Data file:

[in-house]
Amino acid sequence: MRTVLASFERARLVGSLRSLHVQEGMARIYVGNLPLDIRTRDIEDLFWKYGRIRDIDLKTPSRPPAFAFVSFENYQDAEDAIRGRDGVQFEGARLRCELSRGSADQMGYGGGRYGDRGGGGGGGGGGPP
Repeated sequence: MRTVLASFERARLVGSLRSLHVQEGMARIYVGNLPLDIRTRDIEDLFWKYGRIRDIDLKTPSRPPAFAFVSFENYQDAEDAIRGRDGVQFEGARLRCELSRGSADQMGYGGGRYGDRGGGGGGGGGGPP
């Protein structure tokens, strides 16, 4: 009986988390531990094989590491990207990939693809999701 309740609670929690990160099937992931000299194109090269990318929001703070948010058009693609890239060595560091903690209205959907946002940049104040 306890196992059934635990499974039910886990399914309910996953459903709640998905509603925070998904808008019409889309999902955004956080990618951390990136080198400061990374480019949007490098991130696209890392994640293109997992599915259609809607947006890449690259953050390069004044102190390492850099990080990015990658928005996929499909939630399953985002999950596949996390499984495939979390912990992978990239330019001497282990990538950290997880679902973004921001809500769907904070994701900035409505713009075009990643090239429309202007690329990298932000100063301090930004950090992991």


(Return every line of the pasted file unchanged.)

[in-house]
Amino acid sequence: MRTVLASFERARLVGSLRSLHVQEGMARIYVGNLPLDIRTRDIEDLFWKYGRIRDIDLKTPSRPPAFAFVSFENYQDAEDAIRGRDGVQFEGARLRCELSRGSADQMGYGGGRYGDRGGGGGGGGGGPP
Repeated sequence: MRTVLASFERARLVGSLRSLHVQEGMARIYVGNLPLDIRTRDIEDLFWKYGRIRDIDLKTPSRPPAFAFVSFENYQDAEDAIRGRDGVQFEGARLRCELSRGSADQMGYGGGRYGDRGGGGGGGGGGPP
């Protein structure tokens, strides 16, 4: 009986988390531990094989590491990207990939693809999701 309740609670929690990160099937992931000299194109090269990318929001703070948010058009693609890239060595560091903690209205959907946002940049104040 306890196992059934635990499974039910886990399914309910996953459903709640998905509603925070998904808008019409889309999902955004956080990618951390990136080198400061990374480019949007490098991130696209890392994640293109997992599915259609809607947006890449690259953050390069004044102190390492850099990080990015990658928005996929499909939630399953985002999950596949996390499984495939979390912990992978990239330019001497282990990538950290997880679902973004921001809500769907904070994701900035409505713009075009990643090239429309202007690329990298932000100063301090930004950090992991």